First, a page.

David Cameron 'should be sent to prison' over offshore investments, says Ken Livingstone

'Cameron’s government, for the last six years, has been about a small elite getting richer while the poorer get left behind'

Matt Broomfield@hashtagbroom
Friday 08 April 2016 17:48
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David Cameron "should be sent to prison" for profiting from his father's offshore investment fund, Ken Livingstone has said.

After the Panama Papers leak revealed the existence of the fund, the Prime Minister admitted on Thursday that he sold shares in it worth £30,000, shortly before being elected Prime Minister in 2010.

“Cameron’s government, for the last six years, has been about a small elite getting richer while the poorer get left behind," the former Mayor of London told Russian news channel RT. “He shouldn’t just resign, he should be sent to prison."

Calls for Mr Cameron to resign over the Panama Papers exposé have been led by US whistleblower Edward Snowden and Labour MP John Mann.

But Mr Livingstone said he felt Mr Cameron should have resigned "right when he started his term of office".

"His has been the most damaging government, [inflicting] huge damage to the poorest people, to communities that desperately need investment," he said.

There is no suggestion of criminal wrongdoing on Mr Cameron's part, but Mr Livingstone said he felt Mr Cameron had profited from lax regulation introduced by a previous Conservative Prime Minister.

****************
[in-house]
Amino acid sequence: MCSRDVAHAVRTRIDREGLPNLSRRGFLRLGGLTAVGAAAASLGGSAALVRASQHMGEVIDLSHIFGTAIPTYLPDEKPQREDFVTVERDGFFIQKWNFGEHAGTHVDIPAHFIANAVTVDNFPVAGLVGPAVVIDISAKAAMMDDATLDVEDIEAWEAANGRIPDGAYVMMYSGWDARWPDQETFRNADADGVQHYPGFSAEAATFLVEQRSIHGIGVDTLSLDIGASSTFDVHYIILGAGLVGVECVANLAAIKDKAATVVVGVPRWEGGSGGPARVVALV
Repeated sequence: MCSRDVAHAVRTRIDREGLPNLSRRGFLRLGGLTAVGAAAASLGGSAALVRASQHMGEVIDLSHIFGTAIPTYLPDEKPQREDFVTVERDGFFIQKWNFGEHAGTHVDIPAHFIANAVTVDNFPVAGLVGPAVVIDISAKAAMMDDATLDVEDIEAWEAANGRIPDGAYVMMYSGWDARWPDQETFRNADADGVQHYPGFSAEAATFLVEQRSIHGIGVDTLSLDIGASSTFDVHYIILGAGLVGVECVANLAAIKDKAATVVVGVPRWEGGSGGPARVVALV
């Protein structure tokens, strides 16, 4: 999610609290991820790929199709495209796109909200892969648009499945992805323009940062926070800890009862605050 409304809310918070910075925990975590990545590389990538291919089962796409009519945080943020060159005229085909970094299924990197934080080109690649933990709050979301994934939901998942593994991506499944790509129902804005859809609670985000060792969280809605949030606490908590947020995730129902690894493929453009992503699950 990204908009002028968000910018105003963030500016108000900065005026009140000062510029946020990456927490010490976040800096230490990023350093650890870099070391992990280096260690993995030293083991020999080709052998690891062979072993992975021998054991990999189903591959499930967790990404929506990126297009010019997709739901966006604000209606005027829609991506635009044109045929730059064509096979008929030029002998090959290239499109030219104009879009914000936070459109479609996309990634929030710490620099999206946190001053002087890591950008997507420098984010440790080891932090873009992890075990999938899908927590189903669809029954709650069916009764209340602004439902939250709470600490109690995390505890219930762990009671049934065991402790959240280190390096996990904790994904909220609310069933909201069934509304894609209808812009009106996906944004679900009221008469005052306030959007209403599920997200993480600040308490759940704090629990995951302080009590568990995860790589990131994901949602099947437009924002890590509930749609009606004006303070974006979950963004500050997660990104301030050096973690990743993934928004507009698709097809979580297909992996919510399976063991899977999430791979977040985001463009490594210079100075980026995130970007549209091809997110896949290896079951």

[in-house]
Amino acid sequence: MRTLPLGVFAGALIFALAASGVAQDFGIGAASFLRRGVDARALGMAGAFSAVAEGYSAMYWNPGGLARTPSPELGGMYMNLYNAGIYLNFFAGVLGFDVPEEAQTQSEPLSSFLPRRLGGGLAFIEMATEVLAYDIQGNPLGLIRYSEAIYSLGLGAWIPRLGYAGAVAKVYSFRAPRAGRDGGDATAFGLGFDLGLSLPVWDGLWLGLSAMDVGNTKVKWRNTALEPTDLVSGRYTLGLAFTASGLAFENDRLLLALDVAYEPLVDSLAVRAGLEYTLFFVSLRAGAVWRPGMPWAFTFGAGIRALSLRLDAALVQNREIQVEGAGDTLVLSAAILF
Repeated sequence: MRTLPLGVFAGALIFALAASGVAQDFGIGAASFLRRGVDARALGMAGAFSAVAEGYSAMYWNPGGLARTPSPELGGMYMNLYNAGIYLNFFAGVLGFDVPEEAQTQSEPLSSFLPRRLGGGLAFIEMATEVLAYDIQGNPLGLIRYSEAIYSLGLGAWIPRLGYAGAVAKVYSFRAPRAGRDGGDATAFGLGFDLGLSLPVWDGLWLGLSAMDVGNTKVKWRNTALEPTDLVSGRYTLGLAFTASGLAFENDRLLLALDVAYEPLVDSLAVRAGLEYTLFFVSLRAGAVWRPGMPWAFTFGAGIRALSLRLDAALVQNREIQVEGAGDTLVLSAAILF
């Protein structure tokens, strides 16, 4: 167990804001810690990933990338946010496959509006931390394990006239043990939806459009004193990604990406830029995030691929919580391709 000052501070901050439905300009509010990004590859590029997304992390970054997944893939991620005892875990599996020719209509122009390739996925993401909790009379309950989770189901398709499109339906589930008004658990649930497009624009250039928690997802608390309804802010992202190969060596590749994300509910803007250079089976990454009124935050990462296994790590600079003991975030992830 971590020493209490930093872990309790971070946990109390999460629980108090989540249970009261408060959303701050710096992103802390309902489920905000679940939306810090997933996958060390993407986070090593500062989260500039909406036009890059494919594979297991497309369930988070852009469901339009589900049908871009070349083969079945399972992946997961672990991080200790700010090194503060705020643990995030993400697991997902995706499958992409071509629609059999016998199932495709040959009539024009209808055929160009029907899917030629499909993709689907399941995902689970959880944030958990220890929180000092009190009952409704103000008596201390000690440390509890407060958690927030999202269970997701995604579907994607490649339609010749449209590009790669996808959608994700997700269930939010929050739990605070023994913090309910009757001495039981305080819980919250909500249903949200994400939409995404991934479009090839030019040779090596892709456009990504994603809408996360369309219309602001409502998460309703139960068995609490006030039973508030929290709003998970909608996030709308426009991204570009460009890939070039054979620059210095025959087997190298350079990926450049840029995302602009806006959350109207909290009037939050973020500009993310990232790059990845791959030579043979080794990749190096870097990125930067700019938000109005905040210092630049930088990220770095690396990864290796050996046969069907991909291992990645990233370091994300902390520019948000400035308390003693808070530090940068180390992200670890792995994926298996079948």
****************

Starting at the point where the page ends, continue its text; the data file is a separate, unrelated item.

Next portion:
"All this started with Mrs Thatcher," he said. "She started all the deregulation. People were able to move their money abroad, start not paying their taxes.

McDonnell on Cameron

“Cameron's father spent 30 years laundering money through Panama and didn’t pay a penny of tax to Britain. And then his son was in denial, refusing to be honest about all of this.”

Five days elapsed between the release of the Panama Papers, which identified Ian Cameron by name, and the Prime Minister's admission that he had profited from his father's offshore unit trust.

Mr Livingstone added that he viewed Mr Cameron as "the most hypocritical Prime Minister of my lifetime".

Prior to Thursday's admission that he had pocketed nearly £20,000 in profit from the offshore fund, Blairmore Holdings, the Prime Minister had vocally criticised tax evasion, describing it as "frankly and morally wrong" and saying that "those who want to evade taxes have nowhere to hide."

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